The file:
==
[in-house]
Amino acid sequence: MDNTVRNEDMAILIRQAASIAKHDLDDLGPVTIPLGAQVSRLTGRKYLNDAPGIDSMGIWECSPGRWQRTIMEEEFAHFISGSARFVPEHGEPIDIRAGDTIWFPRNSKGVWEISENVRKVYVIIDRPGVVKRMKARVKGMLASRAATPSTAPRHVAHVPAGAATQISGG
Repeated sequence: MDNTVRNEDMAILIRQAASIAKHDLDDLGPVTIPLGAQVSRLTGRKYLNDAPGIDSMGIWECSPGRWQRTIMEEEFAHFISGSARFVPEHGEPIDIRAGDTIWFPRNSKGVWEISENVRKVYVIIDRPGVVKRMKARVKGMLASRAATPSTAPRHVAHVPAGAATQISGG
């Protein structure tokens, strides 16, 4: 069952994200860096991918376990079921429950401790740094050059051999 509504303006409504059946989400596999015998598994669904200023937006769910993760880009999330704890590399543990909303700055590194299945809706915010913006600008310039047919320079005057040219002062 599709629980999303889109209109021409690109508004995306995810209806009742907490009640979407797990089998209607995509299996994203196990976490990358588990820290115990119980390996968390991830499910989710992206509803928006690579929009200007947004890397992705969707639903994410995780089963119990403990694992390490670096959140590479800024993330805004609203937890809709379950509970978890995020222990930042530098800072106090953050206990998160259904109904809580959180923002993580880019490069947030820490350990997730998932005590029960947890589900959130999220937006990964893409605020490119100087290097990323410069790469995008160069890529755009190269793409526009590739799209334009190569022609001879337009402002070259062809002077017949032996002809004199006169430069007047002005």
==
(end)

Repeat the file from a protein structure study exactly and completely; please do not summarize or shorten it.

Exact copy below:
[in-house]
Amino acid sequence: MDNTVRNEDMAILIRQAASIAKHDLDDLGPVTIPLGAQVSRLTGRKYLNDAPGIDSMGIWECSPGRWQRTIMEEEFAHFISGSARFVPEHGEPIDIRAGDTIWFPRNSKGVWEISENVRKVYVIIDRPGVVKRMKARVKGMLASRAATPSTAPRHVAHVPAGAATQISGG
Repeated sequence: MDNTVRNEDMAILIRQAASIAKHDLDDLGPVTIPLGAQVSRLTGRKYLNDAPGIDSMGIWECSPGRWQRTIMEEEFAHFISGSARFVPEHGEPIDIRAGDTIWFPRNSKGVWEISENVRKVYVIIDRPGVVKRMKARVKGMLASRAATPSTAPRHVAHVPAGAATQISGG
């Protein structure tokens, strides 16, 4: 069952994200860096991918376990079921429950401790740094050059051999 509504303006409504059946989400596999015998598994669904200023937006769910993760880009999330704890590399543990909303700055590194299945809706915010913006600008310039047919320079005057040219002062 599709629980999303889109209109021409690109508004995306995810209806009742907490009640979407797990089998209607995509299996994203196990976490990358588990820290115990119980390996968390991830499910989710992206509803928006690579929009200007947004890397992705969707639903994410995780089963119990403990694992390490670096959140590479800024993330805004609203937890809709379950509970978890995020222990930042530098800072106090953050206990998160259904109904809580959180923002993580880019490069947030820490350990997730998932005590029960947890589900959130999220937006990964893409605020490119100087290097990323410069790469995008160069890529755009190269793409526009590739799209334009190569022609001879337009402002070259062809002077017949032996002809004199006169430069007047002005």